The U.S. Army Corps of Engineers is the single largest owner and operator of hydropower in the U.S., with 24 percent of the nation's hydropower generating capacity!

Most of USACE hydropower production is in the Northwestern Division.

The total plant capacity of USACE dams in the Pacific Northwest is 14,524 MW across 3 districts.

Walla Walla District Hydropower Projects

The Walla Walla District operates and maintains six hydropower facilities:

Project River State Service Rating
Dworshak North Fork Clearwater Idaho 400 MW
Ice Harbor Snake Washington 651 MW
Little Goose Snake Washington 810MW
Lower Granite Snake Washington 810MW
Lower Monumental Snake Washington 810MW
McNary Columbia Oregon/ Washington 980 MW


These facilities provide a clean, reliable, renewable, efficient, flexible power source that helps reduce the region’s carbon emissions footprint.

These facilities are capable of producing 4,400 megawatts of energy, enough to power a city the size of Seattle. Annual production equals about 15 billion kilowatts, which equates to about $895 million. Kaplan Turbines are the main workhorse of the District. They are approximately 90 to 95% efficient and have adjustable blades allowing operators to tilt them in response to changing water conditions. While they are a little more complex than other turbines, they turn at only 87.5 rpm and are designed to have a long service life.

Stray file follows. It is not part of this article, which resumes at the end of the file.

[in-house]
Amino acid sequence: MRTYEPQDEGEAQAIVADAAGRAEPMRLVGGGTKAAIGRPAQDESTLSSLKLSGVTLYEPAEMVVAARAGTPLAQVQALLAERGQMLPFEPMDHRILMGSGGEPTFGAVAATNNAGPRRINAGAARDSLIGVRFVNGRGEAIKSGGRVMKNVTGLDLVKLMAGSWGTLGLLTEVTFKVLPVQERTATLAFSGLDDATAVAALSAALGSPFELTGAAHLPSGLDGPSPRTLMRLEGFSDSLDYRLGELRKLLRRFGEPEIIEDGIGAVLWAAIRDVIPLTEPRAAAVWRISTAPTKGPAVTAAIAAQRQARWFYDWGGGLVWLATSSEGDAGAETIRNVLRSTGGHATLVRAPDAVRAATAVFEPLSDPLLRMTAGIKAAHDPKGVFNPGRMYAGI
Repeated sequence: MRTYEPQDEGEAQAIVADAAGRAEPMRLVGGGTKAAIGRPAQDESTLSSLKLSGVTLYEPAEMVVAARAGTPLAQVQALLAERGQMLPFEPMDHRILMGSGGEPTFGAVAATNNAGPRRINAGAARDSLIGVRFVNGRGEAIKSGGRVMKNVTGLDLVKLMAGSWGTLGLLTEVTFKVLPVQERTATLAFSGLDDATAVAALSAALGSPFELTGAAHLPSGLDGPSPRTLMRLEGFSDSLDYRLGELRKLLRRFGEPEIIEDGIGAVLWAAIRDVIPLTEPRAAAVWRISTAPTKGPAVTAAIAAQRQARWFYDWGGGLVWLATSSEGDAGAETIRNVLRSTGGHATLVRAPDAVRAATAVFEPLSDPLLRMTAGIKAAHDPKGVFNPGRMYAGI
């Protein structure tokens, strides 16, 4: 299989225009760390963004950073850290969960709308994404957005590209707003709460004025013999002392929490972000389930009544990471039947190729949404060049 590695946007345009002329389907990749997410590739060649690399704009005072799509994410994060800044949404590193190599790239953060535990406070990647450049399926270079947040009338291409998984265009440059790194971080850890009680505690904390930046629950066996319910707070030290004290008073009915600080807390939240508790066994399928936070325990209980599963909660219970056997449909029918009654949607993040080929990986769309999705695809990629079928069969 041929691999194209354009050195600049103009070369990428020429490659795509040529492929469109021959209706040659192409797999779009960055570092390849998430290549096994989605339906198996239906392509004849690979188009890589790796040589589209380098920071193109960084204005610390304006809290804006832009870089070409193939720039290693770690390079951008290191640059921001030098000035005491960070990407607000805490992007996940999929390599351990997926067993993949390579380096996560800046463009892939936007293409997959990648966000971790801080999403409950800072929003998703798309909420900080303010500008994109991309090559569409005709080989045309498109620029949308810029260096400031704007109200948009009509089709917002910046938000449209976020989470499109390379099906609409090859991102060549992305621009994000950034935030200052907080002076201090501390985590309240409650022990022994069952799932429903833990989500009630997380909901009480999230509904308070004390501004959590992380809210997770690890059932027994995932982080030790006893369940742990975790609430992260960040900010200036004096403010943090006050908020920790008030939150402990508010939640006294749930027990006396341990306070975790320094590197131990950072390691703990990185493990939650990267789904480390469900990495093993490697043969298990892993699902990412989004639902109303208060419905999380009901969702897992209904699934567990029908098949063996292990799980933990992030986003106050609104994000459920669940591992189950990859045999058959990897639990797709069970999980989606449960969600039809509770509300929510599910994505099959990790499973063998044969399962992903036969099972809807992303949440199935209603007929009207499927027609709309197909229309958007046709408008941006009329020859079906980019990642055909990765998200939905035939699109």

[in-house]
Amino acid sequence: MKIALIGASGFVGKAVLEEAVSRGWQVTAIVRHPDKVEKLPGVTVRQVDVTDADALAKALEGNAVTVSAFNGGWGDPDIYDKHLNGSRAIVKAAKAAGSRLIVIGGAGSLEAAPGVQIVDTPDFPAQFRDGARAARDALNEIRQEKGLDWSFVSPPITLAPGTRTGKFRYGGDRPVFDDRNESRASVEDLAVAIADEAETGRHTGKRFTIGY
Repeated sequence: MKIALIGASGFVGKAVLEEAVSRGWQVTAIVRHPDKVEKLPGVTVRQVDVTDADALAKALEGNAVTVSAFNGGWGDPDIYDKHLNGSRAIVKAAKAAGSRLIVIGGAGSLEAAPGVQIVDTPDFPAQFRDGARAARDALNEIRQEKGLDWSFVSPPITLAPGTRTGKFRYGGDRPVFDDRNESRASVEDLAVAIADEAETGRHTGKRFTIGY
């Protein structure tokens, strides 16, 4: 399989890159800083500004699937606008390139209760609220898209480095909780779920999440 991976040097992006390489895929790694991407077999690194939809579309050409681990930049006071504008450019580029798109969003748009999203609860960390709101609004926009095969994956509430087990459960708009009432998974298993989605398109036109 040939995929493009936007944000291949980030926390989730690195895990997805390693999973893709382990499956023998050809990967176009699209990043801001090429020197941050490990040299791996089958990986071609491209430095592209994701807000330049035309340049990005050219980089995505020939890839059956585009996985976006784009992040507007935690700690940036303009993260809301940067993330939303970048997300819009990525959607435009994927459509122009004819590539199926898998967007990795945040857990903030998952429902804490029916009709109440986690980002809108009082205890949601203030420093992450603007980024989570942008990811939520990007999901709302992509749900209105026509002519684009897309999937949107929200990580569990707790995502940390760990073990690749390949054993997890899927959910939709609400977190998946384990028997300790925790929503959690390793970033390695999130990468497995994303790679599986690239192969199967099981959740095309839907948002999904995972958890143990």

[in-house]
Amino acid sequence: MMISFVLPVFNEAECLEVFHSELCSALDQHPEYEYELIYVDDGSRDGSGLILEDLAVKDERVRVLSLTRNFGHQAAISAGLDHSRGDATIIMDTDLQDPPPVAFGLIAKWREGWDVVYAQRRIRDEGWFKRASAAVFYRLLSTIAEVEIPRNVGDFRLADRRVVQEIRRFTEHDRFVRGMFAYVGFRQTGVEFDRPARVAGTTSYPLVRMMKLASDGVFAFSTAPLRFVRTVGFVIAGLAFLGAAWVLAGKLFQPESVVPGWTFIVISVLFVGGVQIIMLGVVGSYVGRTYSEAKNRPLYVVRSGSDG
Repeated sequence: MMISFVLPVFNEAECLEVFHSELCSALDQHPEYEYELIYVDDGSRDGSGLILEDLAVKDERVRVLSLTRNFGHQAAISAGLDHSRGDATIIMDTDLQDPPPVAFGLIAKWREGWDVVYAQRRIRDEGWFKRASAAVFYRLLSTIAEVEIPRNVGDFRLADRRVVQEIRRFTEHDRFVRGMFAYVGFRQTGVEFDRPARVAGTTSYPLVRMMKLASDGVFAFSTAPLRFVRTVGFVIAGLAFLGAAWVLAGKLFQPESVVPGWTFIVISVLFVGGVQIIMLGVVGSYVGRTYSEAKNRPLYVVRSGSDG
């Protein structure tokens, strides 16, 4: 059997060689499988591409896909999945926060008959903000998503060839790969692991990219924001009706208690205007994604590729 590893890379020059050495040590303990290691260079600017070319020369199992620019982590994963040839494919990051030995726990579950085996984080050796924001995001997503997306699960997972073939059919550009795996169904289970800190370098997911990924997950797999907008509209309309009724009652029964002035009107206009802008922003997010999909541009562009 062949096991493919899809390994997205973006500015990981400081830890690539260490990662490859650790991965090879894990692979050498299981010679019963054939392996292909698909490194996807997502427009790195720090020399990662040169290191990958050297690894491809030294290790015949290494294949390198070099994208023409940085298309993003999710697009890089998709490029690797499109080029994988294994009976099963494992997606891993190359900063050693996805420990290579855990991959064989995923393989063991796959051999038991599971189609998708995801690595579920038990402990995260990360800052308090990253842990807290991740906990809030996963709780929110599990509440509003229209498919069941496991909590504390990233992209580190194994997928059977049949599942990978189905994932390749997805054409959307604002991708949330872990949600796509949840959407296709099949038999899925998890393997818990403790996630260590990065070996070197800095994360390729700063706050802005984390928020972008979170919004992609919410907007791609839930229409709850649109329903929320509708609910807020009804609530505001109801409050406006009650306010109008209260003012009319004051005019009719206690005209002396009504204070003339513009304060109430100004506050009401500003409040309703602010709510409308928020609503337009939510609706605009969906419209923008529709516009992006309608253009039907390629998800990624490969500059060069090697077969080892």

How electricity is generated
Water flowing downstream at dams produces electricity. As the water passes through the dam’s powerhouse, it falls from the upstream level behind the dam to a lower downstream level. This water is moving with tremendous force and is guided down to the turbine. As it strikes the blades of the turbine, the water turns the turbine like a propeller. The turning turbine spins coils of wires inside a large generator mounted above it, converting the mechanical energy of falling water into electrical energy. Transmission lines then carry the electricity to homes and businesses.